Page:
Calculating AWS DocumentDB Storage I/Os

Amazon DocumentDB is a fully managed native JSON document database that is mostly compatible with MongoDB. Why mostly? Because it it has a few functional differences from MongoDB and some MongoDB features are not supported. Despite from these limitation, customers benefit from a managed database service that has built-in security, backup integration, scalability and fault-tolerance. This rids customers from many operational burdens. AWS DMS (Database Migration Service) supports the migration from MongoDB to DocumentDB.

Apart from the functional evaluation, pricing should of course be taken into consideration before migrating to DocumentDB as well.

DocumentDB’s pricing is based on four factors:

  1. Instance type and number of instances: This is similar to other services such as EC2 or RDS.
  2. Database storage: $0,119 per GB-month (region eu-central-1)
  3. Backup storage: $0,023 per GB-month (region eu-central-1)
  4. I/Os on the cluster’s storage volume: $0,22 per 1 million requests (region eu-central-1)

While number 1-3 are fairly simple to estimate especially when migrating from an existing MongoDB, cost factor number 4 can be a tricky one. How to we get down to the number of I/Os that we will presumably consume, before actually consuming and paying for them? Let’s look into the details.

How DocumentDB calculates I/Os

I/Os are billed when pushing transaction logs to the storage layer. What is the storage layer? Looking at DocumentDB’s architecture, we can see that compute resources are detached from the storage resources. No matter how many instances you have in your DocumentDB cluster, all data will always we stored in six copies across three availability zones. This architecture is similar to Amazon Aurora databases and a big advantage compared to other database solutions. In the context of I/O calculation, this is important to know because it means that I/Os are not counted multiple times for multiple instances inside a cluster.

DocumentDB Architecture

The second important thing to note is that I/Os are calculated in 4KB chunks for write operations and 8KB chunks for read operations. That means, if we write 1KB, we will be charged 1 I/O, if we write 4 KB, we will also be charged 1 I/O, and if we write 5 KB, we will be charged 2 I/Os. The same principle applies to the read operations.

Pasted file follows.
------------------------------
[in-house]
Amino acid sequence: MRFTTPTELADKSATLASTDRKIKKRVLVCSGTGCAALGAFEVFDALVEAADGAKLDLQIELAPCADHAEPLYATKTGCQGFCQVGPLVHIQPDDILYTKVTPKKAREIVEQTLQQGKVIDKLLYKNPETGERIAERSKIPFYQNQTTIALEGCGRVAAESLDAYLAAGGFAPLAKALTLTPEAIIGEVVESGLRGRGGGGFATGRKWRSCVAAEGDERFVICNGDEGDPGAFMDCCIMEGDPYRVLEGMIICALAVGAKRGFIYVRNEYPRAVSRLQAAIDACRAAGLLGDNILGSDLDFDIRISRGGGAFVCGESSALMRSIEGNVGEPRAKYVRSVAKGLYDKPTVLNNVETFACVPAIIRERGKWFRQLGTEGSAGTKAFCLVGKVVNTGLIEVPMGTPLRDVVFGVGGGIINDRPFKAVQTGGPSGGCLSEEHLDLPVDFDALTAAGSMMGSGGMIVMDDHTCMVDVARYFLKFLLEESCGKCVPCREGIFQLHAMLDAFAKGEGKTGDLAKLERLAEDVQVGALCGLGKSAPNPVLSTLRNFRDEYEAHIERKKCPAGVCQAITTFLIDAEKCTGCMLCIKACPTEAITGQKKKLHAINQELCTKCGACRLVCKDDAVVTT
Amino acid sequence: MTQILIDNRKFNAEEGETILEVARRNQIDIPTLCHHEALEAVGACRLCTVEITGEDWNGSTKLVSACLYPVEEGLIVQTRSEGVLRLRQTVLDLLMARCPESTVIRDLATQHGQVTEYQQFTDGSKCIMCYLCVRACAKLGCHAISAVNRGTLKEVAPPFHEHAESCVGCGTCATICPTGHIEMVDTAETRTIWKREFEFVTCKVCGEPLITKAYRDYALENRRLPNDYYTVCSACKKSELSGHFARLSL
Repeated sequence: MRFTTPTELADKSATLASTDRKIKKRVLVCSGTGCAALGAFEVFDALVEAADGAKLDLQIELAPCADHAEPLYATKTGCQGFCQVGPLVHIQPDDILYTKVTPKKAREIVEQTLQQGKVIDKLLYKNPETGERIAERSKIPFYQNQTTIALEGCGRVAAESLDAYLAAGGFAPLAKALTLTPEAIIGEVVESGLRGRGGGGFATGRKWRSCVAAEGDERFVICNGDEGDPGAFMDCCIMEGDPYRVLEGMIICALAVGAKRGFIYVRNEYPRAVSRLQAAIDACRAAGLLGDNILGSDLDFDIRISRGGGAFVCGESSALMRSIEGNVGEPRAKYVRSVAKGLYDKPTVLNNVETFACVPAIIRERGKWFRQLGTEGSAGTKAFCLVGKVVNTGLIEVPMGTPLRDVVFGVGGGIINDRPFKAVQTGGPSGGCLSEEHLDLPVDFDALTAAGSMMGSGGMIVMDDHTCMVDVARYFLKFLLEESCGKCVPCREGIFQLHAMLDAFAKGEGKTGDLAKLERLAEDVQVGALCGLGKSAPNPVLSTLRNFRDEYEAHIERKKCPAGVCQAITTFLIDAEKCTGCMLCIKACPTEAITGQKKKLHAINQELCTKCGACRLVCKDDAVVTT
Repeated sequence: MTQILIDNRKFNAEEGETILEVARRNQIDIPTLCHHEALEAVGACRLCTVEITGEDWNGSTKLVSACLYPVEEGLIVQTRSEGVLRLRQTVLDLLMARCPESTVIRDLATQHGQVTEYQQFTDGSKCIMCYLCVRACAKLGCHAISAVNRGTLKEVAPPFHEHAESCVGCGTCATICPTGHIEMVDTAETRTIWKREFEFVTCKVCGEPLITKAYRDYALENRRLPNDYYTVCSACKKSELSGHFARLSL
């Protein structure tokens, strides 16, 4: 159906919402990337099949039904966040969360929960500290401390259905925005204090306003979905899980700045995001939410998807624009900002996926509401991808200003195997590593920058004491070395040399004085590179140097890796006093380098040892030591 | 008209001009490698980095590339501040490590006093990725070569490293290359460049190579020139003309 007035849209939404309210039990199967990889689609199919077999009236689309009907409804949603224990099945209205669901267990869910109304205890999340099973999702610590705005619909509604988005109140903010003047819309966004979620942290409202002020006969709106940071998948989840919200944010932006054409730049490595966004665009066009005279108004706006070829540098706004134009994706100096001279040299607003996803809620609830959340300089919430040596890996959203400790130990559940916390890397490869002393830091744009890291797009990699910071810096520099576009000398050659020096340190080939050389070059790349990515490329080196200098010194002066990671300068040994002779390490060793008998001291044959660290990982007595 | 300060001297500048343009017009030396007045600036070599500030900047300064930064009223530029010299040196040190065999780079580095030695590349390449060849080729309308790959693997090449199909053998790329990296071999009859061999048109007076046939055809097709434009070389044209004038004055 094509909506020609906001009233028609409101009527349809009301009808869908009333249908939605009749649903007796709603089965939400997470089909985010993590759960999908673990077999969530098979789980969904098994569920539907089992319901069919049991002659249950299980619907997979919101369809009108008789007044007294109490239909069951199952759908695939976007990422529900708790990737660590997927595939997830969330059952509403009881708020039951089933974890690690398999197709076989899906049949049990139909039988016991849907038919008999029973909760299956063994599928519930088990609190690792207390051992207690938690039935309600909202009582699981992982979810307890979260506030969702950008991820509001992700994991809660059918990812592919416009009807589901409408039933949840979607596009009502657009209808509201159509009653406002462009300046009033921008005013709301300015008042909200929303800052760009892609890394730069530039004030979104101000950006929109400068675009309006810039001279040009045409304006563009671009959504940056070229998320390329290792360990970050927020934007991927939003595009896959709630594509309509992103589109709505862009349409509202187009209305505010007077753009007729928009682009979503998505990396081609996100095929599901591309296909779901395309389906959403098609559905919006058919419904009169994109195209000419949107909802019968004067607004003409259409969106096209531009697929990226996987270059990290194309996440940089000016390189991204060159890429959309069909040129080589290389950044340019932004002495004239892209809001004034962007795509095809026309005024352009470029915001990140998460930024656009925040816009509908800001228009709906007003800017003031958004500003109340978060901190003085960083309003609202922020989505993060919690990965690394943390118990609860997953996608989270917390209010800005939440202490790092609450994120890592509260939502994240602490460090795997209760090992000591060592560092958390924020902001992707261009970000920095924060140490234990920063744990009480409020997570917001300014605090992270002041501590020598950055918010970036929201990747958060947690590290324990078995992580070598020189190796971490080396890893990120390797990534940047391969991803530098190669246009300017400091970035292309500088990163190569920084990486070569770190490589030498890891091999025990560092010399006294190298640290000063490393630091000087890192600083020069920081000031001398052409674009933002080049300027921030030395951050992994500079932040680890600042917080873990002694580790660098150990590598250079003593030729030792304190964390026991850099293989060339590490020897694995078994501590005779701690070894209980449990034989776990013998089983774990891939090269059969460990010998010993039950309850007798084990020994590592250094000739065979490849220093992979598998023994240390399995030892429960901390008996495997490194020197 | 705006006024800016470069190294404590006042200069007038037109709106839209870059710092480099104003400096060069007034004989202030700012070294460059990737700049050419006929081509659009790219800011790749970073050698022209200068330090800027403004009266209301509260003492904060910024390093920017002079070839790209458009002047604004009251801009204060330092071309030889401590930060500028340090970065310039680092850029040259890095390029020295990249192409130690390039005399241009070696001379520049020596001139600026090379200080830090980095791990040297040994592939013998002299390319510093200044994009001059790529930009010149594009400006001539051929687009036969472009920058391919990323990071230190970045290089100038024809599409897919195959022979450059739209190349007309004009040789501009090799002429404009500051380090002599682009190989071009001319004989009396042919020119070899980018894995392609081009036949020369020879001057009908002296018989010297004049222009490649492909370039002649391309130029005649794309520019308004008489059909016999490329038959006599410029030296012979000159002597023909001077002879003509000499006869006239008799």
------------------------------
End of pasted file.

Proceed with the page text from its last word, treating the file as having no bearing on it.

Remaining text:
Hence, there is a couple of things that we need to measure or estimate in average or by data category:

  • Size: How large is the data written per operation?
  • Frequency: How often do we write it (e.g. per second)

The monthly I/O consumption for write operation can then be calculated as:

ceil(Size/4) x Frequency per Second x 2628000 (<- one month has this many seconds)
  • Size: How large is the data read per operation?
  • Frequency: How often do we read it (e.g. per second)

The monthly I/O consumption for read operation can then be calculated as:

ceil(Size/8) x Frequency per Second * 2628000

However, for read operations, there is another thing to factor in: The cache hit ratio. DocumentDB has a built-in cache. The cache utilisation depends on the number of repeated transactions, but also on the memory that is available on the instance, and hence on the instance type selection. To simplify, we will assume that the instance type is large enough to keep the entire database in memory. The third question to answer for read operations is then;

  • Cache Hit Ratio: What proportion of read operations are repetitions of previous read operations (e.g. 80%)

Consequently, we need to adjust above formula for the read operations:

ceil(Size/8) x Frequency per Second x 2628000 x (1 - Cache Hit Ratio)

Another particularity of write operations is that they can be batched together when they run concurrently, thus reducing the overall amount of I/Os consumed. We will ignore that fact for the I/O estimate as the potential savings of this are very dependent on the usage pattern of the DocumentDB. However, when executing lots of small write operations, this can have a significant savings effect.


Let’s make an example with the following figures:


  • Size: 2 KB
  • Frequency: 3 per second

The number of monthly I/Os for write operations is:

1 x 3 x 2628000 = 7.884.000


  • Size 6KB
  • Frequency: 5 per second
  • Cache Hit Ratio: 75%

The number of monthly I/Os for read operations is:

2 x 5 x 2628000 x (100% - 75%) = 6.570.000

The sum is roughly 15 Mio. of monthly I/Os, multiplied by the price per Mio. of 0,22$, the result is 3,30$.

15 x 0,22 = 3,30$

Title Photo by Towfiqu Barbhuiya on Unsplash

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